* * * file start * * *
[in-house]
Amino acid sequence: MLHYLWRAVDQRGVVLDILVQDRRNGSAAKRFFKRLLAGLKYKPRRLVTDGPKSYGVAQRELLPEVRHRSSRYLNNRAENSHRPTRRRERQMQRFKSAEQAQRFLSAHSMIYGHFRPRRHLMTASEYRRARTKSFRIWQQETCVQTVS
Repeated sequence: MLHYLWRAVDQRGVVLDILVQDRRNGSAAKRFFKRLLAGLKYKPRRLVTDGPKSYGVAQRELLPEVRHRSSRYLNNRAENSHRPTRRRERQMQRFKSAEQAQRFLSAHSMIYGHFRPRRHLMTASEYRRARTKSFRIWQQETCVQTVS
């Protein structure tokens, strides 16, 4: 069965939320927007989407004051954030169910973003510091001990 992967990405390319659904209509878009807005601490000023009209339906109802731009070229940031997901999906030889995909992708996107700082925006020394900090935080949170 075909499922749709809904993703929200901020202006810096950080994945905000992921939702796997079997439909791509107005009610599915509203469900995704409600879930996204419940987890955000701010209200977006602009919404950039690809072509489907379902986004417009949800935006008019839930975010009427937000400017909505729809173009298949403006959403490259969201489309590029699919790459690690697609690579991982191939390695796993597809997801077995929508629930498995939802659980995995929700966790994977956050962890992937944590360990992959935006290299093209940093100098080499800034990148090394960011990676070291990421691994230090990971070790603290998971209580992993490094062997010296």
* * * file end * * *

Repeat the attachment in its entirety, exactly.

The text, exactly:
[in-house]
Amino acid sequence: MLHYLWRAVDQRGVVLDILVQDRRNGSAAKRFFKRLLAGLKYKPRRLVTDGPKSYGVAQRELLPEVRHRSSRYLNNRAENSHRPTRRRERQMQRFKSAEQAQRFLSAHSMIYGHFRPRRHLMTASEYRRARTKSFRIWQQETCVQTVS
Repeated sequence: MLHYLWRAVDQRGVVLDILVQDRRNGSAAKRFFKRLLAGLKYKPRRLVTDGPKSYGVAQRELLPEVRHRSSRYLNNRAENSHRPTRRRERQMQRFKSAEQAQRFLSAHSMIYGHFRPRRHLMTASEYRRARTKSFRIWQQETCVQTVS
């Protein structure tokens, strides 16, 4: 069965939320927007989407004051954030169910973003510091001990 992967990405390319659904209509878009807005601490000023009209339906109802731009070229940031997901999906030889995909992708996107700082925006020394900090935080949170 075909499922749709809904993703929200901020202006810096950080994945905000992921939702796997079997439909791509107005009610599915509203469900995704409600879930996204419940987890955000701010209200977006602009919404950039690809072509489907379902986004417009949800935006008019839930975010009427937000400017909505729809173009298949403006959403490259969201489309590029699919790459690690697609690579991982191939390695796993597809997801077995929508629930498995939802659980995995929700966790994977956050962890992937944590360990992959935006290299093209940093100098080499800034990148090394960011990676070291990421691994230090990971070790603290998971209580992993490094062997010296």